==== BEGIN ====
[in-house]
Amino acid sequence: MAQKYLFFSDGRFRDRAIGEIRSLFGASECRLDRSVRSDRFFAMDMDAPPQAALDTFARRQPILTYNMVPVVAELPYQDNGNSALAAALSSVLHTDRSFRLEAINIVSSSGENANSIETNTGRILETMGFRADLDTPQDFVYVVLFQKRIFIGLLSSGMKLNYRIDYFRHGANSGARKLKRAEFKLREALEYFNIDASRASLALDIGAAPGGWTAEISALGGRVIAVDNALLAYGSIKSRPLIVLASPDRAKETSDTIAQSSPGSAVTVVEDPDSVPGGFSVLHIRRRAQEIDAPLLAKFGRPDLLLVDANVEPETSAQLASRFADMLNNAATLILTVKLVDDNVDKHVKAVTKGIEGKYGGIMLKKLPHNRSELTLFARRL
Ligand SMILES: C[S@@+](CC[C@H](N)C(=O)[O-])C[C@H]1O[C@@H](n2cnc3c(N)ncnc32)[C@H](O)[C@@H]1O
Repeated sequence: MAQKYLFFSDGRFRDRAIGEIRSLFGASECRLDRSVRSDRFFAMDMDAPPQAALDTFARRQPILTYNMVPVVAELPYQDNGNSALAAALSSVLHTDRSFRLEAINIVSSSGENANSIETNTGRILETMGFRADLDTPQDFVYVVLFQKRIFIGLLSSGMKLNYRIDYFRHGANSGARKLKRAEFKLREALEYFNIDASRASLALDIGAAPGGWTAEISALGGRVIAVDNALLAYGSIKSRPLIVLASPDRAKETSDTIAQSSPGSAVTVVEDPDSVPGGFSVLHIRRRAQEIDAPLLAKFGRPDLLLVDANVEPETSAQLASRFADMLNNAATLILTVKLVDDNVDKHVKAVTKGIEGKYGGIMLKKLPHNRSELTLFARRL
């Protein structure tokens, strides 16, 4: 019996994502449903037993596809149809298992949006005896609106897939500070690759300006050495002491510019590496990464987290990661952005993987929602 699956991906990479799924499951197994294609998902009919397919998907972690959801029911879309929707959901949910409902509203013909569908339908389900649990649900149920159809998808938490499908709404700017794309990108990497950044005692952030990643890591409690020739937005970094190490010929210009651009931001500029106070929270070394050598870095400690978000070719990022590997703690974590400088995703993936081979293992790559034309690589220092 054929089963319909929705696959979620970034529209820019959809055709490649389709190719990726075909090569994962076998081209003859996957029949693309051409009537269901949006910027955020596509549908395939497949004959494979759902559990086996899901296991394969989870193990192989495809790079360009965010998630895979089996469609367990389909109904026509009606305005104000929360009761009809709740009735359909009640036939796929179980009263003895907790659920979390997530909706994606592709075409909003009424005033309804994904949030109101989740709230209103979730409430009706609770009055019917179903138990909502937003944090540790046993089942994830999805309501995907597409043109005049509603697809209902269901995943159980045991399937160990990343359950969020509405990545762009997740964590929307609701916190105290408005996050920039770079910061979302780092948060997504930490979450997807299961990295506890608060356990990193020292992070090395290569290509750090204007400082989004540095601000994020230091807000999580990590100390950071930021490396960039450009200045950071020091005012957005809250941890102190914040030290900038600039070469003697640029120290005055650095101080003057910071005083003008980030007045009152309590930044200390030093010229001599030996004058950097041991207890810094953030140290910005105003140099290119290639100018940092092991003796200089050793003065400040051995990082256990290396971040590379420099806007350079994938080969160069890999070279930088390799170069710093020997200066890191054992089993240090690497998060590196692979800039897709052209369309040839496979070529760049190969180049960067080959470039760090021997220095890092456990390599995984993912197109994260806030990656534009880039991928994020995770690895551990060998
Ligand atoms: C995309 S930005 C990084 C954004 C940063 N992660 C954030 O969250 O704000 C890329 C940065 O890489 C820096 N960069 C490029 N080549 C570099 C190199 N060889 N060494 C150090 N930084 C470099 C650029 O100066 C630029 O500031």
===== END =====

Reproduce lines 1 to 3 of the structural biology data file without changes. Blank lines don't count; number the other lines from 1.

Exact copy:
[in-house]
Amino acid sequence: MAQKYLFFSDGRFRDRAIGEIRSLFGASECRLDRSVRSDRFFAMDMDAPPQAALDTFARRQPILTYNMVPVVAELPYQDNGNSALAAALSSVLHTDRSFRLEAINIVSSSGENANSIETNTGRILETMGFRADLDTPQDFVYVVLFQKRIFIGLLSSGMKLNYRIDYFRHGANSGARKLKRAEFKLREALEYFNIDASRASLALDIGAAPGGWTAEISALGGRVIAVDNALLAYGSIKSRPLIVLASPDRAKETSDTIAQSSPGSAVTVVEDPDSVPGGFSVLHIRRRAQEIDAPLLAKFGRPDLLLVDANVEPETSAQLASRFADMLNNAATLILTVKLVDDNVDKHVKAVTKGIEGKYGGIMLKKLPHNRSELTLFARRL
Ligand SMILES: C[S@@+](CC[C@H](N)C(=O)[O-])C[C@H]1O[C@@H](n2cnc3c(N)ncnc32)[C@H](O)[C@@H]1O